Thursday, September 10, 2009

Garage Sales - Are they true money savers?

As I type this tonight, I am in a state of gleeful anticipation for tomorrow morning. My iced tea is chilling in a thermos and several of my mother-in-law's delicious "monster cookies" are packed in a paper bag. Because tomorrow is.....CITY WIDE SALES!!

As a football fanatic gets a high at the thought of attending the Superbowl, as my dear hubby dreams of watching his beloved Hawkeyes at a Rose bowl, as the Brits look forward to....Wimbledon?? I look forward to the garage sale season.

But when push comes to shove, are garage sales really money savers? From my experience, sometimes yes, sometimes no.

You've heard the saying, "Two elephants for a quarter isn't really a bargain unless you've got a spare quarter and need two elephants." I've sometimes fallen down on this one. The thought "What a deal!" flashes through my mind as my hot little hand reaches for what will enter my home as my 70th flower vase. And my recent experiment in downsizing the number of kids' toys and reclaiming my basement was brought on by too many great deals on plastic dump trucks and wooden puzzles.

And I SHOULD know better. My own dear mom is a pack rat. My parents own several storage shed sites and she has her own shed at each, packed to the gills with "bargains" purchased over the years. When my dad grumbles that they couldn't sell the stuff for enough money to pay one month's rent, she gets a bit hot under the collar and the sparks fly.

On the plus side, I don't have attachment issues and can usually recoup most of the costs of overbuying by selling the stuff at my own garage sale. And if you have kids, garage sales are a no-brainer. Kids stuff can be had for pennies on the dollar.

I can get the kids shirts, pants, snow boots, snow pants, spring jackets, tennis shoes, and swimsuits, an entire wardrobe for about $50 per season. And the kids have hundreds of books, usually purchased for a quarter or less, on everything from insects to spaceships and both love to read/be read to. After story time each night, I hand my five year old a stack of about a dozen Berenstein Bears books and he looks at these each night until he falls asleep. And don't tell them, but most of "Santa's" toys were first delivered to the kids down the street.

On the other hand, if you no longer have kids, and don't need to furnish a new apartment, the bargains may be fewer and farther between. In this case though, you can always justify your love of garage sales for the social venue they offer.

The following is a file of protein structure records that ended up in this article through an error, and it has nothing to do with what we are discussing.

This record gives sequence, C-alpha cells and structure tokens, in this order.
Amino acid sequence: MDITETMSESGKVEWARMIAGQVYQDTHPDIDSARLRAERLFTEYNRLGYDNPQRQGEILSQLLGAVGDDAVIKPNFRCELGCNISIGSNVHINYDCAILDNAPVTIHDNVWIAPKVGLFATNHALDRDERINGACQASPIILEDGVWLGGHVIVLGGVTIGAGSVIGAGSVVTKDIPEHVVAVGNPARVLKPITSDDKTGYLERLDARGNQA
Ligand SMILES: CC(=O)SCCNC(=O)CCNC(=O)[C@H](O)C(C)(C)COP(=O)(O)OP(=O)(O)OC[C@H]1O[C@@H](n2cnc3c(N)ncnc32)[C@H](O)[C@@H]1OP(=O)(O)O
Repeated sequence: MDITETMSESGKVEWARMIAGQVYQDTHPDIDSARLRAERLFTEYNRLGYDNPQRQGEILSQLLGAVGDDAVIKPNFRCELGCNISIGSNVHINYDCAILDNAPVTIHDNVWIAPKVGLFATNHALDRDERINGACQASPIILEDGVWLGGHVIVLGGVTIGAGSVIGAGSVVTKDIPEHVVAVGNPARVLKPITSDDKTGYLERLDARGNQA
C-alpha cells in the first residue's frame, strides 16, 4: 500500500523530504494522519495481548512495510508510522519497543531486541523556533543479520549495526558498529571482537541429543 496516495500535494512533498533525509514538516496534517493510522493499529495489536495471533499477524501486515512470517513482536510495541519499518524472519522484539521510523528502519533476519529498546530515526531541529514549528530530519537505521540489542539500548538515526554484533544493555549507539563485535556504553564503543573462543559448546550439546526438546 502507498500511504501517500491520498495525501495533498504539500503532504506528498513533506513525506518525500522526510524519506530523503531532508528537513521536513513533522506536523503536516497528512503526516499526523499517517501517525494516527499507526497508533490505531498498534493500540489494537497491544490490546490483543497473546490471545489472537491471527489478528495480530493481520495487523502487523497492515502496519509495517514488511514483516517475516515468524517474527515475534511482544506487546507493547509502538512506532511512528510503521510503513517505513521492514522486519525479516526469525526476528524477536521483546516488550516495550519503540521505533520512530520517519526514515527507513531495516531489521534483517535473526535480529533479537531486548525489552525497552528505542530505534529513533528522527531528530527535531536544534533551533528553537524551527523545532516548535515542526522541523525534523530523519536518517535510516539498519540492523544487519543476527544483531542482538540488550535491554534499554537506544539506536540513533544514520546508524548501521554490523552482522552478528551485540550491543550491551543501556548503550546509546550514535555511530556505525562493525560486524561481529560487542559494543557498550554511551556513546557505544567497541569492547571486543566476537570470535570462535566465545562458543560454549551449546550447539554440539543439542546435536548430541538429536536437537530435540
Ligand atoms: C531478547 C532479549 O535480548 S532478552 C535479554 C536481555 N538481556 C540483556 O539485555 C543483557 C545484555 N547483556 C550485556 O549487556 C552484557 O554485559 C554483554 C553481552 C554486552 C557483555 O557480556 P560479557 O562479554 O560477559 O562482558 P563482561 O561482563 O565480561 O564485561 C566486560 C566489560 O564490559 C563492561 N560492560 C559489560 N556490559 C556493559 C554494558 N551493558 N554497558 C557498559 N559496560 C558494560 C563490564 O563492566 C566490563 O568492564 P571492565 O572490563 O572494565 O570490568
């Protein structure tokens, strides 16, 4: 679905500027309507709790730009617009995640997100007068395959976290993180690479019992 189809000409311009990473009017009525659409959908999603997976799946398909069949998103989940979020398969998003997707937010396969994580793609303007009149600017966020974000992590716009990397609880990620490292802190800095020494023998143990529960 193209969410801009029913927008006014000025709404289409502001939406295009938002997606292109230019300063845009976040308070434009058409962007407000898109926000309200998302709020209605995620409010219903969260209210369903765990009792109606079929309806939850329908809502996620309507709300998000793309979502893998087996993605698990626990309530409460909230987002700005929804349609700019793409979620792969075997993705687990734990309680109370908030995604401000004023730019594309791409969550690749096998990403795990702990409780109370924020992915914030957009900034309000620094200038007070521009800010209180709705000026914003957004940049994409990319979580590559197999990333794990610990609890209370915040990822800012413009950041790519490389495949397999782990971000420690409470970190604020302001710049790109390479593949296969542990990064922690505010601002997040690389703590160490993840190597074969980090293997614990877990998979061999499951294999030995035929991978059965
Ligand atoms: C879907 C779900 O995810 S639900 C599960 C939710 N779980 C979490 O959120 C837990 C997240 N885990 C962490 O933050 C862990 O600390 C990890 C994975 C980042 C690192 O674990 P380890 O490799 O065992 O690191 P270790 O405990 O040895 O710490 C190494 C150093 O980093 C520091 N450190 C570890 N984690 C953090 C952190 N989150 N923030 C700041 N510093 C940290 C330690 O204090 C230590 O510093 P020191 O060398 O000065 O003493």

We (meaning my kids and I, dear hubby has yet to realize what he's missing) have met some of the neatest people this way and seen some wonderful gardens. Just this summer my kids got to meet a WWII veteran who was wearing his medals as he sat in his garage and told my older son what it was like to march into Germany as part of the Allied forces. At my own garage sale I met a lady whose house I knew and I commented how much I liked her Cleome display, only to come home a week later to find a cardboard box full of Cleome seedlings and a lovely note.

The social part comes with a few awkward moments. I remember the time I was trolling for yard sale deals in quite a tony area of town. At one gorgeous, large brick Federal style home, I spotted a bin of great condition kids socks at only five cents each and started grabbing up an armful. The woman running the sale kept staring at me. I briefly wondered if she was afraid I was pilfering this footwear, when she suddenly said, "I think I know you....are you XYZ's wife?"

A bit awkward as I stood there clutching her kids' cast off footies. My own dear husband is the managing partner at his law firm, highly respected by his often multi-millionaire clients, and has even been on local television espousing some pretty high level finance theories. When I go to his "work" events, I don't often find myself sharing that the great, like new, Etienne Aigner pumps I'm wearing were $4.99 at Goodwill. And standing there was the wife of one of his biggest clients.

She was friendly. I was embarrassed and headed out rather quickly. The irony I missed at the time, but later had pointed out to me: was it any more embarrassing to be the buyer than the seller in that case?;-) And as she was obviously frugal enough to sell her kids still perfectly useable socks rather than toss them, we had a lot in commen and I may have missed a chance to make a new tightwad friend.

It's about 9:30 p.m. now, there's gas in the car, a pocketbook full of singles, and many castoff treasures to be found in the morning. Wishing you all a goodnight! And looking forward to hearing your thoughts on whether garage sales are truly money savers.


  1. I love your blog! I stumbled onto this from Thrifty Fun.

    You make a valid point, but you didn't outright make the point that it might not be "worthwhile" things that you "need" but also the thrill of the hunt, and the entertainment value aside from socializing.

    I am far from a millionairess, but we are more comfortable with our second hand items than many people are with their new full price things...


  2. Committed Recycler. Thanks for that point. I agree, it really is a fun social event and the hunt is itself great. I often find things I "need" that I didn't really realized I needed, till I come upon them - a third birdbath comes to mind. While I wouldn't have gone out to get one, this one, at just $15 has for many years given my avian visitors yet another place to splash and drink. Thanks for coming by and the kind words. The teapot is always on for visitors;-).